BY KAVITA DAS
Last fall, I attended Becoming Another: The Power of Masks, an exhibit at the Rubin Museum of Art, a museum in New York City dedicated to Himalayan art and culture. As a child, I collected masks and loved how they served as portals to imaginary identities and faraway places. This exhibit fit that bill, "illuminat(ing) the common threads and distinct differences in mask traditions from Northern India, Nepal, Bhutan, Tibet, Mongolia, Siberia, Japan, and the North-West Coast tribes of North America."
I was particularly intrigued by the exhibit’s focus on how masks "speak to the human impulse to transform one’s identity"—to become another. Beyond merely displaying masks from different countries, the exhibit highlights how they are used as part of theatrical costumes, for religious rituals, and in spiritual shamanistic practices.
I walked through the exhibit, pausing to admire the beauty and power of certain masks, discovering cultural rituals I had never known. And then my eyes locked on a stark white mask across the room that conveyed a face in a paroxysm of pain and suffering. I felt myself drawn to it. When I finally stood before it, I was transfixed.
My curiosity about it finally allowed me to pull my eyes away to read its description. It was a theatrical mask used in Japanese Noh theater, dating back to the Edo period (1615-1868), and it depicted a Yase-otoko. "Yase-otoko is a general representation of a suffering ghost that abides in hell." It also included a physical description. "His disposition has nearly turned his emaciated body into a skeleton with a bloodless-looking face. His eyes are sunken deep in their sockets, his cheekbones are pronounced, and the sharp, downturned corners of his mouth express the torture he is going through."
But if the physical appearance of the Yase-otoko arrested me, the reasons for the ghost’s suffering shocked me: "punished either for having killed human beings or animals or for being obsessed with being treated unfairly during his life." The first part of the reasoning made sound sense but the second confounded me. How could one’s obsession with being treated unfairly during one’s life be equated with the suffering brought on by killing human beings and animals? I stared at the description for several minutes hoping I had read it wrong. I wrestled with this question on my walk home, and for several hours afterward.
Beyond the puzzling explanation of the Yase-otoko was the realization that in some small but irrefutable way, I recognized myself in it. Ironically, what had drawn me to this 17th century mask of a suffering ghost was my experience with a very twenty-first century phenomenon with an eerily similar moniker; ghosting, the practice of pre-emptively dropping all communication and interaction with a lover or close friend without any prior warning. Over the last few years, I’ve had two close friends, one who I opened my home to and another who opened their home to me during a moment of need, disappear into the virtual and real-life ether. Both of these friendships were now over and yet their hold on me was not. I found myself alternately pondering if and how I might have wronged them and resenting them for ghosting me.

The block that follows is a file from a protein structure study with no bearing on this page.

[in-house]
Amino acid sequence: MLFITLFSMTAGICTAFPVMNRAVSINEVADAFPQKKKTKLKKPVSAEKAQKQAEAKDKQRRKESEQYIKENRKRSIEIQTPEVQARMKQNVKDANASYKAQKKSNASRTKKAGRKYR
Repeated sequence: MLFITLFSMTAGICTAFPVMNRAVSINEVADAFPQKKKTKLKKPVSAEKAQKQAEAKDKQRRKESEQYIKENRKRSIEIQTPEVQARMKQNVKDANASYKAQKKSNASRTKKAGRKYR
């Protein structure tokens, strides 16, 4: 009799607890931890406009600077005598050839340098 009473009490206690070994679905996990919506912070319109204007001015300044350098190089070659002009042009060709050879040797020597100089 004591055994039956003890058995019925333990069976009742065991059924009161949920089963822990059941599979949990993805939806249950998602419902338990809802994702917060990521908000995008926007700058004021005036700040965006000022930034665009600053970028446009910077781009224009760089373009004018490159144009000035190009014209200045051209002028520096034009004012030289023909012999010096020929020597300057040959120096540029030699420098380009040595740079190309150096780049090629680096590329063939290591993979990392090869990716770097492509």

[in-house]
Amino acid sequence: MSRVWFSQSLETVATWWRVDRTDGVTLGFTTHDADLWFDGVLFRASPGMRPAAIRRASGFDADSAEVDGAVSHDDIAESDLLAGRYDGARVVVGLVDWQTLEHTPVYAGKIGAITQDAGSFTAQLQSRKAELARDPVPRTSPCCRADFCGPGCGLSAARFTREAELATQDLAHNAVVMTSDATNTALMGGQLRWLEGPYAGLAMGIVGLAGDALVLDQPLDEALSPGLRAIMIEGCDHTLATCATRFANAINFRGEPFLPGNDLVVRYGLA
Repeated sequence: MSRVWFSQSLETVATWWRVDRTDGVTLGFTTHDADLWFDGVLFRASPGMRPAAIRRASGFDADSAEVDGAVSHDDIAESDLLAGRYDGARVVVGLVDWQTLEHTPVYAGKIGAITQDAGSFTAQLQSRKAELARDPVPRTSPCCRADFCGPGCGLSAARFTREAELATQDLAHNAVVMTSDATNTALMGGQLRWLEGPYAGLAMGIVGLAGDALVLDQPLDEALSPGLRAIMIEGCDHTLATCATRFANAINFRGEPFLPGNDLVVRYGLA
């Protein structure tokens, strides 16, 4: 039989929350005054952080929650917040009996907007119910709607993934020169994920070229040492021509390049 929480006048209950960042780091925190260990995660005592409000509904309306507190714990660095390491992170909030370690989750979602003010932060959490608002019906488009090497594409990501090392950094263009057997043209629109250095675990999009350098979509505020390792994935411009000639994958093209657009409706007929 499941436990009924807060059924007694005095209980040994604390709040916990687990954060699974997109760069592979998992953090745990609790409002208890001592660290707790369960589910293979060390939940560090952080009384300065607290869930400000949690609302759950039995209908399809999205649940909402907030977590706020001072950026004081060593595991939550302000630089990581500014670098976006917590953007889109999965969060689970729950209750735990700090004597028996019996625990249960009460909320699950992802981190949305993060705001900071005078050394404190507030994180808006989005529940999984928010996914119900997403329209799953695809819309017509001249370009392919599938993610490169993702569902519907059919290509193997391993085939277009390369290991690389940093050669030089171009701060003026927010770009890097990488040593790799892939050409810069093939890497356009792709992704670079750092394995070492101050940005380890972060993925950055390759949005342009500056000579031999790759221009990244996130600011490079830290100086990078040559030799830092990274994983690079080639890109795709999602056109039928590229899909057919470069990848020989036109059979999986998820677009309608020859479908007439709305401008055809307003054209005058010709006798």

But why should a person obsessed with being treated unfairly suffer such a terrible fate? Perhaps people who remain fixated on their unfair treatment are, in a sense, robbing themselves of their own life. Instead of acknowledging the unfairness and moving on, they become paralyzed, hashing and rehashing it, without hope of resolution. While there is a stark ethical contrast between someone who unleashes their demons on others and someone who is struggling with their own private demons, the Yase-otoko symbolizes the perils of bitterness, regardless of the reasons behind it.
Maya Angelou, one of the writers who I most admire and who faced much adversity on her path to becoming a writer, said, "Bitterness is like a cancer. It eats upon the host." As we move through life it seems inevitable that we’ll be wounded along the journey—whether it’s heartbreak from an unrequited love or the betrayal of a close friend or a devaluing work experience. These wounds are how we know we’ve lived and survived. But bitterness is a sign that life has moved on, while we haven’t. Blinded by the mask of bitterness, we continue to cling with both hands to old grievances. Removing this mask makes us vulnerable while also giving us a chance to extend ourselves towards possible joys that we can now, once again, perceive.
Coming face to face with the Yase-otoko forced me to confront the haunting spirit of bitterness with which these friendships had left me burdened and to decide whether I wanted to remain embroiled, or let go, by removing the mask of bitterness. Letting go would involve accepting not only that the friendships were over, which was difficult, but also accepting the lack of resolution, which was surprisingly even harder for me. Once I let go though, I was able to see with clarity the cherished friends, with whom I celebrate victories and commiserate sorrows, the ones who I’ve been leaning on and who’ve been leaning on me in ways that are often unspoken but never unrecognized. Most importantly, removing the mask of bitterness I was forced to wear because of a few toxic friendships has allowed me to return to focusing on becoming a better person, and consequently a better friend.
Kavita Das worked in the social change sector for fifteen years on issues ranging from homelessness to public health disparities to most recently, racial justice and now focuses on writing about culture, race, social change, feminism, and their intersections. She's a contributor to NBC News Asian America, The Rumpus, and The Aerogram and her work has been published in VIDA, McSweeney's, The Atlantic, Apogee Journal, Guernica, xoJane, The Margins, Quartz, The Feminist Wire, Colorlines, The Sun, and elsewhere. You can find her full portfolio here.